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    Private finances get new public scrutiny in France

    PARIS — President Francois Hollande of France ordered members of his Cabinet to publicly disclose their finances within days and asked lawmakers to do the same, saying Wednesday the country needed to learn from its mistakes after the budget minister was revealed as a tax-dodger with secret offshore bank accounts.

    In a country uncomfortable with flagrant wealth or open discussions about money, only the president has to publicly list his assets. The new rules require Cabinet members to disclose their assets and value.

    The rules will ultimately apply to all national lawmakers and Cabinet members, as well as former presidents who are automatically on France’s Constitutional Council, which rules on the constitutionality of laws. One former president on the council, Jacques Chirac, was convicted of corruption and Nicolas Sarkozy faces allegations he took envelopes stuffed with cash for campaign funding.


    Hollande’s plan came after Jerome Cahuzac, the former budget minister, was forced to resign after an investigative journalism site uncovered evidence that he had secret accounts in Switzerland and Singapore. Some officials are releasing their financial details in response; others are unenthusiastic about an idea they say is being imposed without debate.

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    “I know how much the French want a change in this sad succession of affairs that sullies the image of the country and of our political life,” Hollande said.

    France and Slovenia are the only European countries that do not make lawmakers’ financial disclosures public, Transparency International said.

    American disclosure rules cover just about everyone in high office, including members of Congress and senior staff, candidates for federal office, and members of the Cabinet, and Supreme Court justices. Since 1978 they have been required to disclose personal finances annually. In addition, since last year they need to report stock trades, to avoid conflicts of interest. The information is readily available online, but disclosure forms require only ranges; the higher the amount, the broader the range.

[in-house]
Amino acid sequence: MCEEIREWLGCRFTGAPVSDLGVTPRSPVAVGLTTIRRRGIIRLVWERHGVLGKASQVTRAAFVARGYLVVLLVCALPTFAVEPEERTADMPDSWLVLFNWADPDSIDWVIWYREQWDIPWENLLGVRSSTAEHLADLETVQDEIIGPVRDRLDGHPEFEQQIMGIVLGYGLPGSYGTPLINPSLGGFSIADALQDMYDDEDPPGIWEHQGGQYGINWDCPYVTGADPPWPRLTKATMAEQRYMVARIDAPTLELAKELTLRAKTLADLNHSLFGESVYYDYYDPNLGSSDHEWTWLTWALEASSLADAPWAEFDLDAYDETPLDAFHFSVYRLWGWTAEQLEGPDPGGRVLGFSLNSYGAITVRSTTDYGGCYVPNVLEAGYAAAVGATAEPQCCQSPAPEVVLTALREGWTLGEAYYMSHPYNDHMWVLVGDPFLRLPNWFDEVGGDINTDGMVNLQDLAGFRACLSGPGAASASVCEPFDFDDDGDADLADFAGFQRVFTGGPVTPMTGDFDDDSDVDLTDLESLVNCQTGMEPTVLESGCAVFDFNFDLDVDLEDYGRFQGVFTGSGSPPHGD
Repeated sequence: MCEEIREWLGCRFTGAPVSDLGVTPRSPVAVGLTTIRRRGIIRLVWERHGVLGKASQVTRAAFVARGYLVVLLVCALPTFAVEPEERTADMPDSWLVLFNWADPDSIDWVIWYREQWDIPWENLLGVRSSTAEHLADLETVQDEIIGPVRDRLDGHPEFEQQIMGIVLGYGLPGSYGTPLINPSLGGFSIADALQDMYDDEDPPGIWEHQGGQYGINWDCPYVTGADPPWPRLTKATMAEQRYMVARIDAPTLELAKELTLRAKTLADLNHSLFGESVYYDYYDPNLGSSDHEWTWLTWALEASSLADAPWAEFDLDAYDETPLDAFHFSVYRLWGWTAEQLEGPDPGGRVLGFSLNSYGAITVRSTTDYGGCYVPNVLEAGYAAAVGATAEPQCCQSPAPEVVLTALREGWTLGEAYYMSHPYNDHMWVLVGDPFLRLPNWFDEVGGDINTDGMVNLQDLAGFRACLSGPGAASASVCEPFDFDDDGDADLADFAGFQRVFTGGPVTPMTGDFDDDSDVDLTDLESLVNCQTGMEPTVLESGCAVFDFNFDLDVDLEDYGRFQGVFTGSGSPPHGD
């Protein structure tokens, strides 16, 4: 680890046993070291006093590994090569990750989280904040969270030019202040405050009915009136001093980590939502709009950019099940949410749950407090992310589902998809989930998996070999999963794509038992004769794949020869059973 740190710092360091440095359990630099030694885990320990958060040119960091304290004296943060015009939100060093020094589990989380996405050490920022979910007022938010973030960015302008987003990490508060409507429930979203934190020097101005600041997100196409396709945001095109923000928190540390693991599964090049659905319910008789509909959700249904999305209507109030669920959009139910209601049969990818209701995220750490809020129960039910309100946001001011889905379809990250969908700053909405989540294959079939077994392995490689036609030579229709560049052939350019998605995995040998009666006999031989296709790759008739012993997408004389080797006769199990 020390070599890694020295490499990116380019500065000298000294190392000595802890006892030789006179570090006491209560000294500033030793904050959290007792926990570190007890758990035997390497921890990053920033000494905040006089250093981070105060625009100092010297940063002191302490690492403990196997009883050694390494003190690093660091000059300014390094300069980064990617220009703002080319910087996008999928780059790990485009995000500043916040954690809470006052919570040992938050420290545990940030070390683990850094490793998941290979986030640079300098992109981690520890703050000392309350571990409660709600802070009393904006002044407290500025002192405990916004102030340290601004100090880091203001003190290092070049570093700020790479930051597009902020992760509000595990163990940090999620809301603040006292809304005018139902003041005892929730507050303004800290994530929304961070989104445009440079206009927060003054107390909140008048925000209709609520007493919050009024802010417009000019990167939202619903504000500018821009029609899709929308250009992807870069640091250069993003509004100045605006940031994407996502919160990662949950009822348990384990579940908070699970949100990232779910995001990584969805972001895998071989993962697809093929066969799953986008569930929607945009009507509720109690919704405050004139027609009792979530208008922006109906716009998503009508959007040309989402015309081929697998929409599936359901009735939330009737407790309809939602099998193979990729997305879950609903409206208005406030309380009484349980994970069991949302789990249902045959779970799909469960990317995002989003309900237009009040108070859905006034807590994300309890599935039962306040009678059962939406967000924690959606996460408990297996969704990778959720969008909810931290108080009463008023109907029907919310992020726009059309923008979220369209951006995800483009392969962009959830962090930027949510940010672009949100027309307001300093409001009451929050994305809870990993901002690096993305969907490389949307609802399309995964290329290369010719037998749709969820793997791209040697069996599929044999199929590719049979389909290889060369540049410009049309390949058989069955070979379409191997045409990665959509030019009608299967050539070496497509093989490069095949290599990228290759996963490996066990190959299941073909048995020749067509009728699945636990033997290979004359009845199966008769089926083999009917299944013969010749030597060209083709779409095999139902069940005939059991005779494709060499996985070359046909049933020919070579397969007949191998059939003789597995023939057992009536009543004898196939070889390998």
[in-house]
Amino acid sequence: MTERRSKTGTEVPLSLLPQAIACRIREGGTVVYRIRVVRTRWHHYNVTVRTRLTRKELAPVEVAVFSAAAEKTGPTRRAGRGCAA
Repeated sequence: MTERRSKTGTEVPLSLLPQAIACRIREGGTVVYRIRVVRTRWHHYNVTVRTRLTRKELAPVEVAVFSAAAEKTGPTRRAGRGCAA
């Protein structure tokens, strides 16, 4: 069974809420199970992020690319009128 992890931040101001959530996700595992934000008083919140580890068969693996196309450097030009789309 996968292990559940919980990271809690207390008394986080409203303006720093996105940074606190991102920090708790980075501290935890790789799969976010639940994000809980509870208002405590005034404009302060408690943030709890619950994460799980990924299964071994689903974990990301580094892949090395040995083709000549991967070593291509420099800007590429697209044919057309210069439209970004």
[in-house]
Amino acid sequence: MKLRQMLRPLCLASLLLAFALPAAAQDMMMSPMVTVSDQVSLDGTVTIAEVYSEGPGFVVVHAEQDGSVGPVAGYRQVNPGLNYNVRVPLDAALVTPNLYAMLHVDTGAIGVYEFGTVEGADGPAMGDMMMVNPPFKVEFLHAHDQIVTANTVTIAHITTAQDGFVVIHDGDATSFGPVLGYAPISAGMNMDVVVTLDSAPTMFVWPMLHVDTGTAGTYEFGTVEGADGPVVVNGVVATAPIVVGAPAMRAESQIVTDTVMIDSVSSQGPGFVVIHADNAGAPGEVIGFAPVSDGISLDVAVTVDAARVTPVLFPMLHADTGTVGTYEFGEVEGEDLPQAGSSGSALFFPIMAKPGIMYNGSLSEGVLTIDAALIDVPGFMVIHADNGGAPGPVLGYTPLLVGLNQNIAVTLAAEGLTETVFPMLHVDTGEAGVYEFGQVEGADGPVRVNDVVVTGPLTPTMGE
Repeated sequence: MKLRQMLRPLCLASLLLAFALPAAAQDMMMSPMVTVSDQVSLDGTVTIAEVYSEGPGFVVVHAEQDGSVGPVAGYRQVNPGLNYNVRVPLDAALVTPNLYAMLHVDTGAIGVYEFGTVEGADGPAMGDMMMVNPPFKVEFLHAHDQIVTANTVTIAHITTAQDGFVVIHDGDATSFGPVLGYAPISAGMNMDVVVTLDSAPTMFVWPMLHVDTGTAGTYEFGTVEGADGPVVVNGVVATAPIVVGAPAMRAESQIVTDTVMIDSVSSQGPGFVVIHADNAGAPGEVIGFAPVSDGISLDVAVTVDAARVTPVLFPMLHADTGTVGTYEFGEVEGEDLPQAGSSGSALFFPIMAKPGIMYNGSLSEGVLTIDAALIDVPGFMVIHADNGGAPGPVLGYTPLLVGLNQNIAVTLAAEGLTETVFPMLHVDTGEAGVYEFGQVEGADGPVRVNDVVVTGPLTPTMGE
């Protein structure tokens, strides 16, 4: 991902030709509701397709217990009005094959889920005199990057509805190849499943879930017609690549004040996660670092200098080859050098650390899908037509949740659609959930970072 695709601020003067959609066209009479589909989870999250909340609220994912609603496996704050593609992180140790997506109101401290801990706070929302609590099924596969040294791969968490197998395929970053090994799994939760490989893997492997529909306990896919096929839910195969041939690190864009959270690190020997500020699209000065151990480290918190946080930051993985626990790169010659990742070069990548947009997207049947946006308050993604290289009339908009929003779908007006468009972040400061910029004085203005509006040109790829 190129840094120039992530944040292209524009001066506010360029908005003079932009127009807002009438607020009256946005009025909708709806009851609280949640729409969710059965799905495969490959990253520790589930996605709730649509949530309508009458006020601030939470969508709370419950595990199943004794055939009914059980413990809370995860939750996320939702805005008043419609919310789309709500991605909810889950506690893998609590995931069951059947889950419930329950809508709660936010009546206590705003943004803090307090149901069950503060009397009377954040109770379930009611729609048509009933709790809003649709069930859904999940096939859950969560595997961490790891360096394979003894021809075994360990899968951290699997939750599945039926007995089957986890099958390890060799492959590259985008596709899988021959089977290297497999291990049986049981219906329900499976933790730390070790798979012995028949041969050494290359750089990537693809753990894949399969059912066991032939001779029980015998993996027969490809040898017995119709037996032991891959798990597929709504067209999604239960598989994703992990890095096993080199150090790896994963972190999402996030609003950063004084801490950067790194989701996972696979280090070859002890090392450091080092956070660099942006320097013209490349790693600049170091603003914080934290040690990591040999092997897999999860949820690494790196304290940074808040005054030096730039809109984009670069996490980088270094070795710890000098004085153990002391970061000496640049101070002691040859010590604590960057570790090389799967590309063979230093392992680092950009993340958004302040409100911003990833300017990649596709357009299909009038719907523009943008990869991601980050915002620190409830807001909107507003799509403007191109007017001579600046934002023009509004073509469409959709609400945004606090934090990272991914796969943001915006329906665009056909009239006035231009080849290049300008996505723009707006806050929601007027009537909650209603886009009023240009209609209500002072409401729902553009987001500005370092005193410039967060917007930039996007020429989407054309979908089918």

In China, high-ranking officials are required to report assets in internal reports, but there is no public declaration system and corruption is rampant, a sore spot for a public cynical about the Communist Party’s political monopoly. The leadership installed in November has taken largely symbolic measures, including imposing limits on expensive dining at the public’s expense and an end to the official motorcades people find obnoxious.


    In Britain, members of Parliament, including ministers, are required to publicly report their income from gifts and work outside Parliament but not the value of all their financial interests and assets. Ministers also must disclose any other involvements, including charities, which might conflict with their responsibilities.

    Russian officials have three months to shed their overseas bank accounts or stocks under a new measure introduced by President Vladimir Putin, but some analysts have said that some Russian officials would still be able to keep money in accounts that are tied to offshore companies or under the names of proxies — a common practice in tax havens. Russia’s former Central Bank chief estimated that about $49 billion, which is equivalent to 2.5 percent of Russia’s gross domestic product, was wired to foreign accounts illegally last year.

    And rulers across the oil-rich Gulf Arab states have no obligations to disclose personal wealth, including many assets abroad in Europe, the United States, and elsewhere. Some hints come from their travels — the UAE’s president, Sheik Khalifa bin Zayed Al Nayhan, owns an estate in the Seychelles and the Saudi royalty has palaces in Morocco — but a full accounting is impossible.

    The Forbes magazine list of billionaires released last month includes only a few from Gulf ruling families, including none from hyper-rich Qatar, where rulers never publicly disclose personal information such as wealth.